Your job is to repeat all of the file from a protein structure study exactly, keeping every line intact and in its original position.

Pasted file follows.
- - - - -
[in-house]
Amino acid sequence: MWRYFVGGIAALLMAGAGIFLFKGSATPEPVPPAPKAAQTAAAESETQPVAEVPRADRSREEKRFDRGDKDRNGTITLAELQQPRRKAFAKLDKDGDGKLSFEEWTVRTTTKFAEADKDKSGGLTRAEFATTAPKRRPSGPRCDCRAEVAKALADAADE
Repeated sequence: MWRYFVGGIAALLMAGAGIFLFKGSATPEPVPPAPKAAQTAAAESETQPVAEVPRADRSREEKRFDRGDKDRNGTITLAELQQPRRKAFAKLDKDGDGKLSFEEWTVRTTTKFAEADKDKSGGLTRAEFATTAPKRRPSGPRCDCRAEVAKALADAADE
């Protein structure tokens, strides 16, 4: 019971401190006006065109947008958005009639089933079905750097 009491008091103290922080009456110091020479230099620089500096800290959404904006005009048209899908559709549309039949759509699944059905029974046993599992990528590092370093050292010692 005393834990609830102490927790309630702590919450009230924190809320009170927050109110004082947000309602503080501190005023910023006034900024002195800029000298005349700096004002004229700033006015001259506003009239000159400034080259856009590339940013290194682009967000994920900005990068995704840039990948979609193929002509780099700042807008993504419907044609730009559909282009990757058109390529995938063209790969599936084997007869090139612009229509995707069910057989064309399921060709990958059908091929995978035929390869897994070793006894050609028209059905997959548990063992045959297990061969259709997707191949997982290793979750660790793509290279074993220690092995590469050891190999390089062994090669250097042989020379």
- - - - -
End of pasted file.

[in-house]
Amino acid sequence: MWRYFVGGIAALLMAGAGIFLFKGSATPEPVPPAPKAAQTAAAESETQPVAEVPRADRSREEKRFDRGDKDRNGTITLAELQQPRRKAFAKLDKDGDGKLSFEEWTVRTTTKFAEADKDKSGGLTRAEFATTAPKRRPSGPRCDCRAEVAKALADAADE
Repeated sequence: MWRYFVGGIAALLMAGAGIFLFKGSATPEPVPPAPKAAQTAAAESETQPVAEVPRADRSREEKRFDRGDKDRNGTITLAELQQPRRKAFAKLDKDGDGKLSFEEWTVRTTTKFAEADKDKSGGLTRAEFATTAPKRRPSGPRCDCRAEVAKALADAADE
């Protein structure tokens, strides 16, 4: 019971401190006006065109947008958005009639089933079905750097 009491008091103290922080009456110091020479230099620089500096800290959404904006005009048209899908559709549309039949759509699944059905029974046993599992990528590092370093050292010692 005393834990609830102490927790309630702590919450009230924190809320009170927050109110004082947000309602503080501190005023910023006034900024002195800029000298005349700096004002004229700033006015001259506003009239000159400034080259856009590339940013290194682009967000994920900005990068995704840039990948979609193929002509780099700042807008993504419907044609730009559909282009990757058109390529995938063209790969599936084997007869090139612009229509995707069910057989064309399921060709990958059908091929995978035929390869897994070793006894050609028209059905997959548990063992045959297990061969259709997707191949997982290793979750660790793509290279074993220690092995590469050891190999390089062994090669250097042989020379």